Annual themed forums are playing an important role in uniting the compatriot movement. The 2013 global themed conference, Compatriots and Their Contribution to World Culture, involving hundreds of delegates, famous cultural figures and artists, sparked great interest. The themed global conference, World War I and the Destinies of Russian Compatriots, became the main event of 2014. A monument to Russian soldiers who were killed during World War I was unveiled in this connection.
Certainly, conference delegates will focus on the celebrations of the 70th anniversary of the Great Victory that became a powerful consolidating factor for Russian communities. We are sincerely grateful to them for their contribution to holding the celebrations, for the fact that they are not forgetting about the heroic pages of our history, for their agreement on the need to defend the truthful interpretation of events of that period and for their active involvement in various projects, including the St. George Ribbon and the Immortal Regiment. In May 2015, the Alexander Solzhenitsyn House of the Russian Abroad hosted the first international academic conference, Russian Emigrants in the Struggle against Nazism. During those dark years, most Russian emigrants supported their historical Motherland, denounced collaborationism and made a weighty contribution to the defeat of Nazism.
The implementation of the State Programme to Assist the Voluntary Relocation to the Russian Federation of Compatriots Residing Abroad proves the effectiveness of our efforts. In all, over 367,000 people have relocated to Russia under this programme. Ukrainian developments are actively influencing this process. A total of 1.2 million Ukrainians have entered Russia as a result of the war unleashed by Kiev in Donbass. Ukrainian citizens account for over 50 per cent of all compatriots who have relocated to Russia.
It is hard to overestimate the role of media outlets in our cooperation with these communities. The work of the WARP Foundation for Cooperation with Russian-Language Media is in particularly high demand. The Internet portals of Ruvek and the Fund to Support and Protect the Rights of Compatriots Living Abroad are working successfully. The Russky Vek (Russian Age) magazine, as well as three regional magazines for compatriots – Baltic World, Unity in Diversity and Shire Krug (Join Us) – continue to come off the press. Currently, there are over 3,000 foreign Russian-language media outlets.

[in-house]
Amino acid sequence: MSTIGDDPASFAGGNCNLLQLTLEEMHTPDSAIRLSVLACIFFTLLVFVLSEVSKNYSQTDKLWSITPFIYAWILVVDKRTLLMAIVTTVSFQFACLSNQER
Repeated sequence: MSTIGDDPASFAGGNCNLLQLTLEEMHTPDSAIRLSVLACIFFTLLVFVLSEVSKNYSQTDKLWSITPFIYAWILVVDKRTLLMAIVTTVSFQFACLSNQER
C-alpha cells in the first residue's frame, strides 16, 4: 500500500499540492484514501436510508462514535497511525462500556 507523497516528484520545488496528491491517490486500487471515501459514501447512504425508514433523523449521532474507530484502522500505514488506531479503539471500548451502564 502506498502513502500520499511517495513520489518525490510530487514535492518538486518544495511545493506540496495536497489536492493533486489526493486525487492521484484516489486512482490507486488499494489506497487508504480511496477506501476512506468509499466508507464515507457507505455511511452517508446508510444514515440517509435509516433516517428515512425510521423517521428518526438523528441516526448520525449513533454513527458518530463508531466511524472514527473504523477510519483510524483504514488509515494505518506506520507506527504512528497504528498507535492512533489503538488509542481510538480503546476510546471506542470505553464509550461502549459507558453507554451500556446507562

We see our cooperation with the communities’ youth wing to be very important. We have started holding many more youth conferences and conventions in Russia and abroad, as well as organising trips for young compatriots to Russia’s historical landmarks. In 2013, the Government Commission for the Affairs of Compatriots Abroad organised the Oh Sport - You Are Peace! forum of young compatriots in Moscow. In 2014, Kazan hosted the Young People, Science, Innovations meeting. Sofia annually hosts the Young People Are Building the Future forum for compatriots from European countries and post-Soviet republics that involves young people from all continents.
We are not planning to rest on our laurels. Much work lies ahead, and we will discuss this work in great detail at the upcoming conference. It will involve over 400 delegates of compatriot organisations from 97 countries, heads of federal government agencies, specialised ministries and departments, and a number of Russian regions, as well as other influential guests. Eight people from eight countries will receive the Honorary Compatriot Badge and the Honorary Certificate of the Government Commission for the Affairs of Compatriots Abroad.
I am confident that we will successfully accomplish our objectives through joint efforts in the interests of unlocking the huge potential of the Russian world still further.
This article was originally published in Russian in Rossiyskaya Gazeta and in English on www.mid.ru.